Predator Hunting Forum banner
1 - 18 of 18 Posts

·
Premium Member
Joined
·
3,439 Posts
Discussion Starter · #1 ·
Here in Missouri, nighttime predator hunting is not an option because we cant hunt with artificial light. I don't like the rule, but gotta follow it anyway.

I was hoping to hear from some of you guys who do hunt at night. I'll be moving to Texas soon and look forward to blasting some cats and dogs at night. Any tips / tricks or suggestions?
 

·
Member
Joined
·
72 Posts
I hunt foxes at night. I have never tried hunting during the day. I use a raccoon light for fox hunting around here. I spread the light out real wide and keep it held up it the air. You can see their eyes right away. Don't know if this will help you or not but good luck!
 

·
Member
Joined
·
99 Posts
Just got back from some evening calling. No luck. Had a couple of conversations w/yotes but couldn't get them to come in close enough. If at first you don't succeed try try again.
 

·
Member
Joined
·
93 Posts
I've never hunted at night with spot lights always felt it a large negative with bringing in dogs and it plays heck with your eyes, even the red lens's mess you up if to bright.

So I invested in a 2nd Gen Russian Sniper scope many years ago, and had a friend machine a mount for a light weight 223 bolt action short barrel winchester. I sighted it in for 100 yds one night with some help from a friend.

Now prior to this purchase I had already bought several different types of observation monucalurs in 2nd gen as well, I used these to observe called in dogs at night and watch how they came in and their actions, which were surprising.

Most ran right in on top of the call and never stopped till close, it seemed they never bothered to check for wind, just came on in.

This knowledge came in handy when I started night calling with the scope and no light, I would go with a friend and we would alternate calling and shooting as we only had my night scope, I had a electronic call which I had already grown accustomed to using, and also so I would not be winded when I needed to shoot. This was years before the new remote digitals too, I just sat it in front of us.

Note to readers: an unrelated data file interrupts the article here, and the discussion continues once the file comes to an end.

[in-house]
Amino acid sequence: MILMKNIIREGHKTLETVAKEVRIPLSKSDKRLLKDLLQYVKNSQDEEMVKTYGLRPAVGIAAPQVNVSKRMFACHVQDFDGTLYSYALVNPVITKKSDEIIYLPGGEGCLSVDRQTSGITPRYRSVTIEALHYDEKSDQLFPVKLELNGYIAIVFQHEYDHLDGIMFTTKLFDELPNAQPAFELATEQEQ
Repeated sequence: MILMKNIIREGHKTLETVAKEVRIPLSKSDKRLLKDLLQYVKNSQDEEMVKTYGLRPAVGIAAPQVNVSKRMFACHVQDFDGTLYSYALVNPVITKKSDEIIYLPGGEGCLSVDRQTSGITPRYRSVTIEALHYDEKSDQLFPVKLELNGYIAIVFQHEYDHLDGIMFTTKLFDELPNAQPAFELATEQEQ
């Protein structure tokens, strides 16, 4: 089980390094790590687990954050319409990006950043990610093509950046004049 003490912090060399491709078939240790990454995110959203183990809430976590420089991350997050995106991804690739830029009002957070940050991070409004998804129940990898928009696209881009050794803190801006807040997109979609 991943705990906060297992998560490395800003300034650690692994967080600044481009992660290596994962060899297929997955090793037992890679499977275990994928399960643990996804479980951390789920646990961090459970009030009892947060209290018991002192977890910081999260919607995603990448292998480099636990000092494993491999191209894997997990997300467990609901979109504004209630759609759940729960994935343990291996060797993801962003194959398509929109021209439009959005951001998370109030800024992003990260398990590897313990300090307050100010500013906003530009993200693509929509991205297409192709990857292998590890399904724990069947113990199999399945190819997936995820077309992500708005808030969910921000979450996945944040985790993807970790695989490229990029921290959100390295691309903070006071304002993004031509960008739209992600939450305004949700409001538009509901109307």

We sat up in elevation when ever we had the chance and when calling the guy observing would be able to pick the dog/s up out at about 200 to 330yds on a nice moon night. He would give direction and the other would scope up on them and wait for them to stop. Then drill them.

Now that all sounds great until you realize at night you lose all depth preception and you should learn real quick to range you out some spots, LOL it took us about three stands to realize we were missing cause we guessed the dogs to far out and were shooting over them.

I still have this setup and it works very well, however it's difficult to night hunt with so many people out now days.

Great times I'd reccomend it especially for private or locked out ground.
 

·
Junior Member
Joined
·
27 Posts
We cannot use artificial light in Kansas but went out Saturday night after heavy snow, with no wind, and under a full moon. Visibility was excellent and the Bushnell Legend scope on my .223 Ruger worked very well. I have often called under a full moon using a shotgun and it works well. I have very good luck in the spring during breeding season.
 

·
Registered
Joined
·
8 Posts
We night hunt in Wisconsin with snow and the moon. I still find it a little difficult to spot them moving in the fields at long distances, but once you do, with good optics it is very easy to get them in the crosshairs. I am looking for advice on using lights. Red, green, white??? I saw a scope mounted laser light in Predator Xtreme, pretty pricey, but no battery pack to carry. Has anyone used one?
 

·
Junior Member
Joined
·
27 Posts